AUSTRALIAN DOLLAR FUNDAMENTAL BACKDROP
The Australian dollar garnered support this Monday morning after continued concern over the Silicon Valley Bank (SIVB) collapse despite US policy makers (Federal Reserve, US Treasury and the Federal Deposit Insurance Corporation) issuing statements in attempts to quell worries in and around the US banking system. The result was a dovish repricing of Fed interest rates with the 2023 terminal rate for thus cycle now marginally above the 5% mark (see table below) from over 5.6% just last week. Money markets have drastically reduced the potential for a 50bps towards a 25bps increment and possibly none at all – leaving the U.S. dollar on the backfoot!
FEDERAL RESERVE INTEREST RATE PROBABILITIES
Looking at the RBA’s pricing below, consensus is for the central bank to keep interest rates on hold at 3.6% – still well above the neutral rate.
RESERVE BANK OF AUSTRALIA (RBA) INTEREST RATE PROBABILITIES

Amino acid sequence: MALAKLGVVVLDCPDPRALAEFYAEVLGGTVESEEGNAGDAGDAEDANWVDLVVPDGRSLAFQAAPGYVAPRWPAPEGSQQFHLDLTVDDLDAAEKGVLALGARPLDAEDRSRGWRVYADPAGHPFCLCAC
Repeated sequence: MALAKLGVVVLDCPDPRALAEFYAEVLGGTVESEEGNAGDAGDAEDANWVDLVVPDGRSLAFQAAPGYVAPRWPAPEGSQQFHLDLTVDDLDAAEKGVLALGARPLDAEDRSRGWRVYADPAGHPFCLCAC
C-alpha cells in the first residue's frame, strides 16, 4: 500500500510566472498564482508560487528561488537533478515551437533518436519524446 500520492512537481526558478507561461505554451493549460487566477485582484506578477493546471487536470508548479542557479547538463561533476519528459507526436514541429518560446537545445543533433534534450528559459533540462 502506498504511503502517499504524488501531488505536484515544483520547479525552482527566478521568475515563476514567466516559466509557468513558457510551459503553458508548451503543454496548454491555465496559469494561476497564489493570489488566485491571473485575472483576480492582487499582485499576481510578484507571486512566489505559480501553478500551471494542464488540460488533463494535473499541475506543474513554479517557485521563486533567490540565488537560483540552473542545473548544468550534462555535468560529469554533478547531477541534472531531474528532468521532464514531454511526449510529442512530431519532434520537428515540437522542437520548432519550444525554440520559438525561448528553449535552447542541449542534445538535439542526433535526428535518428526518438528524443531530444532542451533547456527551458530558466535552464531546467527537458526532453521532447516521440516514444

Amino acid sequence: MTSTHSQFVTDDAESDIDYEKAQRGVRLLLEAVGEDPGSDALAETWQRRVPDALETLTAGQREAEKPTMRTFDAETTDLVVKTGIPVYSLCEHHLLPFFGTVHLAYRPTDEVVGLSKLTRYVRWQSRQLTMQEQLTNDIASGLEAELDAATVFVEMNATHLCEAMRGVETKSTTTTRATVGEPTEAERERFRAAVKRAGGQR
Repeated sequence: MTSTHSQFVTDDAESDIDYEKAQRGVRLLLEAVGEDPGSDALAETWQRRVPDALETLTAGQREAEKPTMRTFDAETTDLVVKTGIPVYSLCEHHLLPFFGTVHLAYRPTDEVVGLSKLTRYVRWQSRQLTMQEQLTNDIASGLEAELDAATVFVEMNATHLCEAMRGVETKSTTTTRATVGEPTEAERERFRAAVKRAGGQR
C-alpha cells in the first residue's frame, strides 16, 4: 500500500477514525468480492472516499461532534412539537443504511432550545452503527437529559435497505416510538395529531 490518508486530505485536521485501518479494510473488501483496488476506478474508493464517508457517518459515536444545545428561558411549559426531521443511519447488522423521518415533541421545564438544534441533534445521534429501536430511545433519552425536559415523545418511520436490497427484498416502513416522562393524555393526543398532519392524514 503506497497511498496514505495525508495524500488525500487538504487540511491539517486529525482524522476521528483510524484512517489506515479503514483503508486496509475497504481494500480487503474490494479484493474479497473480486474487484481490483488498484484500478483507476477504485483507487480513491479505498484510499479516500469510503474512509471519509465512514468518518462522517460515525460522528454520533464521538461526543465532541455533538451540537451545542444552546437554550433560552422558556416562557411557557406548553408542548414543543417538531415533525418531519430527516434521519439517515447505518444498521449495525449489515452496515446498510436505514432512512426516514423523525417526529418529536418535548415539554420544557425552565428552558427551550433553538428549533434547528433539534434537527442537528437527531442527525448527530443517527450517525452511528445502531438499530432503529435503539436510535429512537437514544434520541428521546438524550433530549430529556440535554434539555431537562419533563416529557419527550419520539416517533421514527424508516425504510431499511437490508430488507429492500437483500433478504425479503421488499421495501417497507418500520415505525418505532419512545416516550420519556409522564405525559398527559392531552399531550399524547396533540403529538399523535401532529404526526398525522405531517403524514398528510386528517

Looking ahead, Australia’s Westpac Consumer Confidence Index for March are scheduled and has been relatively pessimistic (over 100 indicates greater optimism) of recent. This is largely due to China’s re-opening uncertainty but with increased amounts of fiscal stimulus, commodity prices could receive support which is a net positive for the Aussie dollar.
AUD/USD DAILY CHART
Chart prepared by Warren Venketas, IG
Daily AUD/USD price action reflects the push higher towards the 0.6700 psychological handle coming off the oversold Relative Strength Index (RSI) reading. Today’s trading should be somewhat cautious and reactive to US banking stocks and any additional comments by US authorities but it is too soon to call for a turnaround ahead of tomorrow’s US inflation.
Key resistance levels:
- 200-day MA (blue)
Key support levels:
IG CLIENT SENTIMENT DATA: MIXED
IGCS shows retail traders are currently LONG on AUD/USD, with 71% of traders currently holding long positions. At DailyFX we typically take a contrarian view to crowd sentiment but due to recent changes in long and short positioning we arrive at a short-term cautious bias.